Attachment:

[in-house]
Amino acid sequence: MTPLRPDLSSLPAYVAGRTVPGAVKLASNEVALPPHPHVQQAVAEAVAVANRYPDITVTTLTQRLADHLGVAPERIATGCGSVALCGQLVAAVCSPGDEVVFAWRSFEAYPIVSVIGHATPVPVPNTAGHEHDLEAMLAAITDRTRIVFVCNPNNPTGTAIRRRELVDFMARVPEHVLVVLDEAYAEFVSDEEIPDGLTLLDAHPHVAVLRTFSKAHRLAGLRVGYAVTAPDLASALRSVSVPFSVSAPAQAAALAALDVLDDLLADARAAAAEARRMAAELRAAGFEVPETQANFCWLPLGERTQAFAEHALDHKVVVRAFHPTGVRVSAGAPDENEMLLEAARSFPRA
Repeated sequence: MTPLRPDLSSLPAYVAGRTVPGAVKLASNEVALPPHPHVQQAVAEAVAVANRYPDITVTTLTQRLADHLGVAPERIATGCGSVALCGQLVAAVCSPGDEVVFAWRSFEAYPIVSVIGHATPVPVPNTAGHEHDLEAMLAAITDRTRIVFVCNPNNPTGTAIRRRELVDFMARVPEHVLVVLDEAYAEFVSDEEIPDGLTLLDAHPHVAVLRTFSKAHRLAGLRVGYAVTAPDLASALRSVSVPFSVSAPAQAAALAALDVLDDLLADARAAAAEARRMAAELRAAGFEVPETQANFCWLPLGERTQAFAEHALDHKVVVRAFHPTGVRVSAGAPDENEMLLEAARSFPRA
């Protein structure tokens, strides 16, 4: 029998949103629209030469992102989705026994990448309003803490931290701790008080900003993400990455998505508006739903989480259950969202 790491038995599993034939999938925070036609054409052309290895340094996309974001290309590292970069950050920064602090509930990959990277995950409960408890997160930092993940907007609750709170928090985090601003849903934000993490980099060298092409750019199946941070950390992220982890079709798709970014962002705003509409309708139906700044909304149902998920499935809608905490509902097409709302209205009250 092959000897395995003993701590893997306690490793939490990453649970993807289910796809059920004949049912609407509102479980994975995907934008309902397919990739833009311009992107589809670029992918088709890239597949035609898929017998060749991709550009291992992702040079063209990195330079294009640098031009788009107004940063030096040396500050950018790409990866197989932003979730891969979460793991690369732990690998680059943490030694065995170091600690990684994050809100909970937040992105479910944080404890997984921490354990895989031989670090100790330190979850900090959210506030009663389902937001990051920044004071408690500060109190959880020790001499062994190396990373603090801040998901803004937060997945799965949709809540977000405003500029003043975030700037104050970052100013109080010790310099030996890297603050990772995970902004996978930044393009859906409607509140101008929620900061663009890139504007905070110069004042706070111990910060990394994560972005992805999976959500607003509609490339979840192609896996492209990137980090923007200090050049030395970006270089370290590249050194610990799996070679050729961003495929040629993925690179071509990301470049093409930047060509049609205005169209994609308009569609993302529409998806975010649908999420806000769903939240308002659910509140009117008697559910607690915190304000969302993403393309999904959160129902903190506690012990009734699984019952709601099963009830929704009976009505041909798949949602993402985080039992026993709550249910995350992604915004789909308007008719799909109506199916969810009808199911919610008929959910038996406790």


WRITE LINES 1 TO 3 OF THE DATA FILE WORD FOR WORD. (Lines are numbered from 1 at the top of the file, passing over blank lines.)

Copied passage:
[in-house]
Amino acid sequence: MTPLRPDLSSLPAYVAGRTVPGAVKLASNEVALPPHPHVQQAVAEAVAVANRYPDITVTTLTQRLADHLGVAPERIATGCGSVALCGQLVAAVCSPGDEVVFAWRSFEAYPIVSVIGHATPVPVPNTAGHEHDLEAMLAAITDRTRIVFVCNPNNPTGTAIRRRELVDFMARVPEHVLVVLDEAYAEFVSDEEIPDGLTLLDAHPHVAVLRTFSKAHRLAGLRVGYAVTAPDLASALRSVSVPFSVSAPAQAAALAALDVLDDLLADARAAAAEARRMAAELRAAGFEVPETQANFCWLPLGERTQAFAEHALDHKVVVRAFHPTGVRVSAGAPDENEMLLEAARSFPRA
Repeated sequence: MTPLRPDLSSLPAYVAGRTVPGAVKLASNEVALPPHPHVQQAVAEAVAVANRYPDITVTTLTQRLADHLGVAPERIATGCGSVALCGQLVAAVCSPGDEVVFAWRSFEAYPIVSVIGHATPVPVPNTAGHEHDLEAMLAAITDRTRIVFVCNPNNPTGTAIRRRELVDFMARVPEHVLVVLDEAYAEFVSDEEIPDGLTLLDAHPHVAVLRTFSKAHRLAGLRVGYAVTAPDLASALRSVSVPFSVSAPAQAAALAALDVLDDLLADARAAAAEARRMAAELRAAGFEVPETQANFCWLPLGERTQAFAEHALDHKVVVRAFHPTGVRVSAGAPDENEMLLEAARSFPRA